nep-ene New Economics Papers
on Energy Economics
Issue of 2015‒09‒26
39 papers chosen by
Roger Fouquet
London School of Economics

  1. Energy Security of Resource-poor Countries: a New Paradigm of Conceptual Framework By Lixia YAO
  2. Carbon Dioxide (CO2) Emissions from Electricity: The Influence of The North Atlantic Oscillation By Di Cosmo, Valeria
  3. Technology invention and diffusion in residential energy consumption. A stochastic frontier approach. By Giovanni Marin; Alessandro Palma
  4. The consumption-based carbon footprint of households in Sulawesi, Jambi and Indonesia as a whole in 2013 By Mohammad Iqbal Irfany; Stephan Klasen; Rezky Syahrezal Yusuf
  5. Understanding energy politics: from geopolitics to market explanations By Filippos Proedrou
  6. Unexpected consequences of liberalisation: metering, losses, load profiles and cost settlement in Spain’s electricity system By Joan Batalla-Bejerano; Maria Teresa Costa-Campi; Elisa Trujillo-Baute
  7. An Alternative Reference Scenario for Global CO2Emissions from Fuel Consumption: An ARFIMA Approach By José M. Belbute; Alfredo Marvão Pereira
  8. Asymmetric industrial energy prices and international trade By Misato Sato; Antoine Dechezlepretre
  9. Impacts of intermittent renewable generation on electricity system costs By Joan Batalla-Bejerano; Elisa Trujillo-Baute
  10. Technology invention and diffusion in residential energy consumption. A stochastic frontier approach By Giovanni Marin; Alessandro Palma
  11. Transient and Persistent Energy Efficiency in the US Residential Sector: Evidence from Household-level Data By Massimo Anna Alberini; Massimo Filippini
  12. The long-run relationship between CO2 emissions and economic activity in a small open economy: Uruguay 1882 - 2010. By Matias Piaggio; Emilio Padilla; Carolina Roman
  13. Renewable Energy Policies and the Solar Home System in Cambodia By Han Phoumin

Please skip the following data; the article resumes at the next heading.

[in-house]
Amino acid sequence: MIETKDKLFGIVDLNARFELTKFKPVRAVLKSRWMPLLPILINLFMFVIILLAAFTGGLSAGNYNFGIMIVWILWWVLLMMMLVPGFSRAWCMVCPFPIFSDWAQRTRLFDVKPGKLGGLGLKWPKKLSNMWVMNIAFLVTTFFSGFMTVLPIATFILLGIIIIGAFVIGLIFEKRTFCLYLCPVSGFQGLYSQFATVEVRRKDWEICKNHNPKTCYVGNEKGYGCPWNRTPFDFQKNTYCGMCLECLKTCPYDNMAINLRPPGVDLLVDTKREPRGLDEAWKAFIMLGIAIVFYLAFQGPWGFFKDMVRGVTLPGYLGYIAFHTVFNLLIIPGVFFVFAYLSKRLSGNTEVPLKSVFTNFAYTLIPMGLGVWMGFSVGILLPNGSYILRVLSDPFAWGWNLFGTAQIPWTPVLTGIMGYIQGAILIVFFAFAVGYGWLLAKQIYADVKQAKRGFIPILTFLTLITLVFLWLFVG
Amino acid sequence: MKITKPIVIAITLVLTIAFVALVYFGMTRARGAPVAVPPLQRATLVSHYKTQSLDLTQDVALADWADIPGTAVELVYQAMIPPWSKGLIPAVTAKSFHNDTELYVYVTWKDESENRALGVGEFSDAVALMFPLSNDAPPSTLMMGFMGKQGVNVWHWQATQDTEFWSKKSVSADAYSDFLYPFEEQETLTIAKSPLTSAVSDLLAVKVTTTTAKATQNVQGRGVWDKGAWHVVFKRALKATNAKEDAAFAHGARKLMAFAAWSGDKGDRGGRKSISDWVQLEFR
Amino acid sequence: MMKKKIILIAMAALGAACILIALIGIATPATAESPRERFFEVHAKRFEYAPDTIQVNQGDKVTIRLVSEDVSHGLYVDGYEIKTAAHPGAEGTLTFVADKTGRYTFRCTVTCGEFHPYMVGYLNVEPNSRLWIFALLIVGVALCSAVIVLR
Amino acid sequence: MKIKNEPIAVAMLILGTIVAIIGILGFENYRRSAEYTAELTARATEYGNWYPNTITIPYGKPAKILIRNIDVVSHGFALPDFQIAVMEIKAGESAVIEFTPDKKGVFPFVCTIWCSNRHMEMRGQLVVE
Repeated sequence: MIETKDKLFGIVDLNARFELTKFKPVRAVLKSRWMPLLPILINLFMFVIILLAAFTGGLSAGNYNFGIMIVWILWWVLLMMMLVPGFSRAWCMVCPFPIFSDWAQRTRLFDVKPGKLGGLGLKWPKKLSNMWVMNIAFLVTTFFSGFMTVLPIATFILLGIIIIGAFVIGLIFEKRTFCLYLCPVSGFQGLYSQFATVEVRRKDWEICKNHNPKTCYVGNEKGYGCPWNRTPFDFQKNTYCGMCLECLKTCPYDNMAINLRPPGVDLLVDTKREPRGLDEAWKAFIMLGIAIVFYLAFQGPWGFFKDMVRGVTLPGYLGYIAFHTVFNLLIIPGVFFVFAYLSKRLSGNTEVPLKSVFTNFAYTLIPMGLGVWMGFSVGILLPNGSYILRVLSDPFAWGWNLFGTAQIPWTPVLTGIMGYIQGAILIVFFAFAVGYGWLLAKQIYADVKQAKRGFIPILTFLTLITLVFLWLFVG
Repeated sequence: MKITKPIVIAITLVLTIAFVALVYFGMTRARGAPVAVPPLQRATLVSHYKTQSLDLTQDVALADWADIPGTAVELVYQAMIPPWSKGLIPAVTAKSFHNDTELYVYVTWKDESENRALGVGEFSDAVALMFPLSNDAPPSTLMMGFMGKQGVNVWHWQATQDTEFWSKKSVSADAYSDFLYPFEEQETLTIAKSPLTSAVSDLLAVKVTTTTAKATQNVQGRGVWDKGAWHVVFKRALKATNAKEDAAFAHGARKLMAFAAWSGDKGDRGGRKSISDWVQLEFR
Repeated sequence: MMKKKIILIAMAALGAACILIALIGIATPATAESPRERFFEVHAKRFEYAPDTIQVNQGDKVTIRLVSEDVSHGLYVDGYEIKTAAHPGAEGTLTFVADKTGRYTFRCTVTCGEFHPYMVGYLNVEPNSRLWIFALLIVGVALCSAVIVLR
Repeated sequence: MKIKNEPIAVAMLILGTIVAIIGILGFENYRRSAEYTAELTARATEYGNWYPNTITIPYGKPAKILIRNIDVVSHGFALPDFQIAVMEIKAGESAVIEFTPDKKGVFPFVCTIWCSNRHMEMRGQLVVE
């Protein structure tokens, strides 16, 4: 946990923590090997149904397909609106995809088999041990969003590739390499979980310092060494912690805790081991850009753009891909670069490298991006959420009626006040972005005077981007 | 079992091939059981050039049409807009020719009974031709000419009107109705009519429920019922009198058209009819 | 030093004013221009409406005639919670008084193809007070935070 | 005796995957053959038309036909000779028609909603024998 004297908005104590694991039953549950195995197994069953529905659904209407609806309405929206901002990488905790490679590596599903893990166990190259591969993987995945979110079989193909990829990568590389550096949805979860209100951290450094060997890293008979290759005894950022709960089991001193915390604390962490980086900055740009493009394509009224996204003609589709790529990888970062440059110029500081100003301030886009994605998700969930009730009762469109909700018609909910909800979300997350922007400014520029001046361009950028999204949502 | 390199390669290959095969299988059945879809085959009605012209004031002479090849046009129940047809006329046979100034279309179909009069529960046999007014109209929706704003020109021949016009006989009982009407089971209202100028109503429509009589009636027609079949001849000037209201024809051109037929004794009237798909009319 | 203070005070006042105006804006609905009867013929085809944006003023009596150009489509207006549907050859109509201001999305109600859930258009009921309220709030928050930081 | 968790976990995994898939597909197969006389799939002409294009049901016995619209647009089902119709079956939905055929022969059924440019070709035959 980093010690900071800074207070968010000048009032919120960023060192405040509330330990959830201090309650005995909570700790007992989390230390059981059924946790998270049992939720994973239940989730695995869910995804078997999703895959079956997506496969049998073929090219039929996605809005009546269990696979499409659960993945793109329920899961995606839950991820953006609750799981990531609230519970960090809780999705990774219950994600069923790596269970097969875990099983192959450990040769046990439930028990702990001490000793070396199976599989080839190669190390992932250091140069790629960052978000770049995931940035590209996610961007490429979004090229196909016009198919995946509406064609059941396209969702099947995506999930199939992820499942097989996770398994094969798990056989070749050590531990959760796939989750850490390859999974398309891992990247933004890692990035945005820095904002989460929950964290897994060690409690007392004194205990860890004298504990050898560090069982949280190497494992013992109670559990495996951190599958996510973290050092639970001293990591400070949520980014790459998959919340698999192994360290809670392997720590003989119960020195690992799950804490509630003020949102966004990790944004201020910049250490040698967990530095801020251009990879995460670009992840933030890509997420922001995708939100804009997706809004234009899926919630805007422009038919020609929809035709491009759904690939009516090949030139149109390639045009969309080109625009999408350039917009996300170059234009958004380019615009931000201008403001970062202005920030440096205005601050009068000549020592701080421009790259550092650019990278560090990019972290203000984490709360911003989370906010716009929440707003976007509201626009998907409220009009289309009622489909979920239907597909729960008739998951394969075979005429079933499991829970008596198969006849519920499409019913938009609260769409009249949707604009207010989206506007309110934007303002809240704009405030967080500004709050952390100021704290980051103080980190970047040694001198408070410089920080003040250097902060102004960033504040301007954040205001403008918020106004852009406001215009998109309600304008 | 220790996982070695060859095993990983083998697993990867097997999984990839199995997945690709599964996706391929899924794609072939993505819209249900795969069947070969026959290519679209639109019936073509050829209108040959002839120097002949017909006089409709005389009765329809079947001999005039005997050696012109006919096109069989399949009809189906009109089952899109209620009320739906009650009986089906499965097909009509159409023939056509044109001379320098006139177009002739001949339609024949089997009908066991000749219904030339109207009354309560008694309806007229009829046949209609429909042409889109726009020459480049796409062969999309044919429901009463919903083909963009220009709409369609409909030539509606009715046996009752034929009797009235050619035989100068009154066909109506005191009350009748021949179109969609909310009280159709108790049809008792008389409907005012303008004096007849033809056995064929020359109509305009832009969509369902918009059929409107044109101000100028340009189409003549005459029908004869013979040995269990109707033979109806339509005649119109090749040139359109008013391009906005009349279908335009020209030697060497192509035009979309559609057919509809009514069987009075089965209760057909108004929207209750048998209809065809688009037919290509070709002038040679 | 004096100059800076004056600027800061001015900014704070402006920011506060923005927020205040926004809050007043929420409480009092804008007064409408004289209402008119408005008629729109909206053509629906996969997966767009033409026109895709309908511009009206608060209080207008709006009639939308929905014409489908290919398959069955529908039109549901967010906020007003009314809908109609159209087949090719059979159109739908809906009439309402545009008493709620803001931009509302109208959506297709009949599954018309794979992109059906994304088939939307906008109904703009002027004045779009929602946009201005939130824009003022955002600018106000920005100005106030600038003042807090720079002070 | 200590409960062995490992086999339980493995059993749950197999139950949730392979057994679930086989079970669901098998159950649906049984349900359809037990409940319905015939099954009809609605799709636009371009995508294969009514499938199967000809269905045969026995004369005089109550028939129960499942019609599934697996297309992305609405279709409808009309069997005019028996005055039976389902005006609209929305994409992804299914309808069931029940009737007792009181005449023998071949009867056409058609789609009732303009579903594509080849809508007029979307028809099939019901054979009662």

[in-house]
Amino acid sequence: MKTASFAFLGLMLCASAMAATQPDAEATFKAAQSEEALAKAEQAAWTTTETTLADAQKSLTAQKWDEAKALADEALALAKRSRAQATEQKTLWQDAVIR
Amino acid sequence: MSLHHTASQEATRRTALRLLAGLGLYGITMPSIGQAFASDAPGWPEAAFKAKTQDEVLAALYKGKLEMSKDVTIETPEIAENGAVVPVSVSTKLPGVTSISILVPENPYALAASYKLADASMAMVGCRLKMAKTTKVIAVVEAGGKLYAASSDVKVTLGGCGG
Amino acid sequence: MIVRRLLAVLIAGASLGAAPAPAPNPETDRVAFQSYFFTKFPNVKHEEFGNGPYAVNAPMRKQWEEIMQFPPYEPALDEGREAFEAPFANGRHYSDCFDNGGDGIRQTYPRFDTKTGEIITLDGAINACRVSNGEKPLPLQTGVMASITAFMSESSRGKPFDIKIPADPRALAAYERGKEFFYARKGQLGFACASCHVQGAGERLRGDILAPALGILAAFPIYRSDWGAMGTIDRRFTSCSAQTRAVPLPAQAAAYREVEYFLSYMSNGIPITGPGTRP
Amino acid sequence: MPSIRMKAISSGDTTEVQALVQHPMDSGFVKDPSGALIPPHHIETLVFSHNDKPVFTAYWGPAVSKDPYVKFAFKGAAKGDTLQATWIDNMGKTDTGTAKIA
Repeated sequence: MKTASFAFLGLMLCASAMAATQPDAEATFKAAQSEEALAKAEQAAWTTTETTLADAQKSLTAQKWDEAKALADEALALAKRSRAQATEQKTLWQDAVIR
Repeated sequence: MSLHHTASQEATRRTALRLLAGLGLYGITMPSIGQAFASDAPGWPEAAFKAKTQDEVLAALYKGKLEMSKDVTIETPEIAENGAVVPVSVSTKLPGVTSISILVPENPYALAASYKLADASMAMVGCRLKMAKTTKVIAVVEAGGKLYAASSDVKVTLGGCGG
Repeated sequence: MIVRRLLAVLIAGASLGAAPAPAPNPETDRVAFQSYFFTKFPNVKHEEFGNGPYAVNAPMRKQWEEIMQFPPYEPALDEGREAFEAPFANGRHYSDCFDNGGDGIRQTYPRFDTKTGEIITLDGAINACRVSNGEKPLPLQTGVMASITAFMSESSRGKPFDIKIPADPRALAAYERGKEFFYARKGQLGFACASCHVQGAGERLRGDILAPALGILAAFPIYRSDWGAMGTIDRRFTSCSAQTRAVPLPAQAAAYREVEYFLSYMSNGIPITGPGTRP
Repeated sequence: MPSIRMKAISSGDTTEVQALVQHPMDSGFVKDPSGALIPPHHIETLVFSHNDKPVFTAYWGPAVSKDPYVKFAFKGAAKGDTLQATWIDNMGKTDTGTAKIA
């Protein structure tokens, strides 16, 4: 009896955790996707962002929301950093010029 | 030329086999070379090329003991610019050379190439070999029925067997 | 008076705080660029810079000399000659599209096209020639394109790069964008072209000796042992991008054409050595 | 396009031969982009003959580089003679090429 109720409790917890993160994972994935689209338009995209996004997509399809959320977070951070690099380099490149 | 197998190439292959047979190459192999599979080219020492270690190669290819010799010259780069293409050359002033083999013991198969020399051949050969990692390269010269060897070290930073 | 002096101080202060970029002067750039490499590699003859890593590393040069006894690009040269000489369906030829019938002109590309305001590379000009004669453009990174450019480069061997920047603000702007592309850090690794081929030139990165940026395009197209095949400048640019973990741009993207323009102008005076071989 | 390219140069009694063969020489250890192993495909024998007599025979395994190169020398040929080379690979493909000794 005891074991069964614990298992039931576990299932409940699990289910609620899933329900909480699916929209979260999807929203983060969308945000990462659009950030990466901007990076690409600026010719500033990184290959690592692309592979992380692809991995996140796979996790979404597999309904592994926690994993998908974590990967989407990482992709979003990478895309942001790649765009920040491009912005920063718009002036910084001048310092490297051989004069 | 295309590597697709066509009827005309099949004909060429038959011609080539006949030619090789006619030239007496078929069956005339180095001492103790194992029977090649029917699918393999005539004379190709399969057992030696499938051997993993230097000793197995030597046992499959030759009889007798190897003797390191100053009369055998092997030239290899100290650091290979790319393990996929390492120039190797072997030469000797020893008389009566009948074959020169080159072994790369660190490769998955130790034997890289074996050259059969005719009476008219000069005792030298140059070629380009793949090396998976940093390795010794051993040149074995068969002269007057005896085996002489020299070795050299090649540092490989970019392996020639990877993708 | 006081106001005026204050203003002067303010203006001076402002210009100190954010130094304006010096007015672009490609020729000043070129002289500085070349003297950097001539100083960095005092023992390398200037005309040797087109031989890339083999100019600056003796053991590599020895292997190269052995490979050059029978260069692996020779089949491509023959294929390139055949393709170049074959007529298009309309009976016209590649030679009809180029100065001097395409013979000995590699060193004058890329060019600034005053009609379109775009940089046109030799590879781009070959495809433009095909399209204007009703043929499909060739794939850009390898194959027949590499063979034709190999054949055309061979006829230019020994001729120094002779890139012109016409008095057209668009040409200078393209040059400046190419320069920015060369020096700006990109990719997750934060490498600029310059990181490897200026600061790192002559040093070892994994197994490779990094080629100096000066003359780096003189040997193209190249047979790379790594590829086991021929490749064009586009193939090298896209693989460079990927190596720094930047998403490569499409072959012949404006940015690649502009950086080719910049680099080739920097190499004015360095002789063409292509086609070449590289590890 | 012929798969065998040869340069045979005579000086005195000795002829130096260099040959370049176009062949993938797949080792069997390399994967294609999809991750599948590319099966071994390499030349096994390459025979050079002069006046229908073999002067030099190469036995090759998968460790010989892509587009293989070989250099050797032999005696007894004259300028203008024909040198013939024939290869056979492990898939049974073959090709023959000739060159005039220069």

14. A network analysis of the global energy market: an insight on the entanglement between crude oil and the world economy By Franco Ruzzenenti; Francesco Picciolo; Andreas Papandreou
  15. REDD+ Impacts: Evidence from Nepal By Bishnu Prasad Sharma; Subhrendu Pattanayak; Mani Nepal; Priya Shyamsundar; Bhaskar S. Karky
  16. Sense and No(n)-Sense of Energy Security Indicators By Christoph Böhringer; Markus Bortolamedi
  17. Testing the Relationships between Energy Consumption, CO2 emissions and Economic Growth in 24 African Countries: a Panel ARDL Approach By Simplice Asongu; Ghassen El Montasser; Hassen Toumi
  18. Market pull instruments and the development of wind power in Europe: a counterfactual analysis By Marc Baudry
  19. Smart hedging against carbon leakage By Böhringer, Christoph; Rosendahl, Knut Einar; Briseid Storrøsten, Halvor
  20. The Effect of Oil Prices and Regime Switches on Real Effective Exchange Rate in Pakistan: A Markov Regime Switching Approach By Syed Ahmed, Shujaat; Qayyum, Abdul
  21. Is Environmental Policy by Public Procurement Effective? By Lundberg, Sofia; Marklund, Per-Olov; Strömbäck, Elon
  22. Are energy market integrations a green light for FDI? By Maria Teresa Costa-Campi; Jordi Paniagua; Elisa Trujillo-Baute
  23. Exploring the oil prices and exchange rates nexus in some African economies By Vitaly Pershin; Juan Carlos Molero; Fernando Pérez de Gracia
  24. Investment vs. Refurbishment: Examining Capacity Payment Mechanisms Using Mixed Complementarity Problems With Endogenous Probability By Lynch, Muireann Á.; Devine, Mel
  25. The Irish Electricity Market: New Regulation to Preserve Competition By Lynch, Muireann Á.; Di Cosmo, Valeria
  26. Can Land Use Regulations and Taxes Help Mitigate Vehicular CO2 emissions?: An Empirical Study of Japanese Cities By Iwata, Kazuyuki; Managi, Shunsuke
  27. Site assessment, turbine selection, and local feed-in tariffs through the wind energy index By Matthias Ritter; Lars Deckert
  28. Climate damages on production or on growth: what impact on the social cost of carbon By Céline Guivarch; Antonin Pottier
  29. When Low Market Values Are No Bad News: On the Coordination of Renewable Support and Real-Time Pricing By Michael Pahle; Wolf-Peter Schill; Christian Gambardella; Oliver Tietjen
  30. Biofuel Feedstock Cultivation in India: Implications for Food Security and Rural Livelihoods By K.S. Kavi Kumar; R.S. Soundar Rajan; R. Manivasagan
  31. As the Wind Blows: The Effects of Long-Term Exposure to Air Pollution on Mortality By Michael L. Anderson
  32. The Cost of Greening Stimulus: A Dynamic Discrete Choice Analysis of Vehicle Scrappage Programs By Chao Wei; Shanjun Li
  33. Can French environmental taxes really turn into green taxes ? By Mireille Chiroleu-Assouline
  34. Medidas Regulatórias, Volatilidade e Contágio: um estudo dos casos da energia elétrica e das telecomunicações no Brasil By Gabriel G. Fiuza de Bragança; Marcelo de Sales Pessoa; Katia Rocha
  35. Division of Nonrenewable Resource Rents: A Model of Asymmetric Nash Competition with State Control of Heterogeneous Resources By Pete Maniloff; Dale T. Manning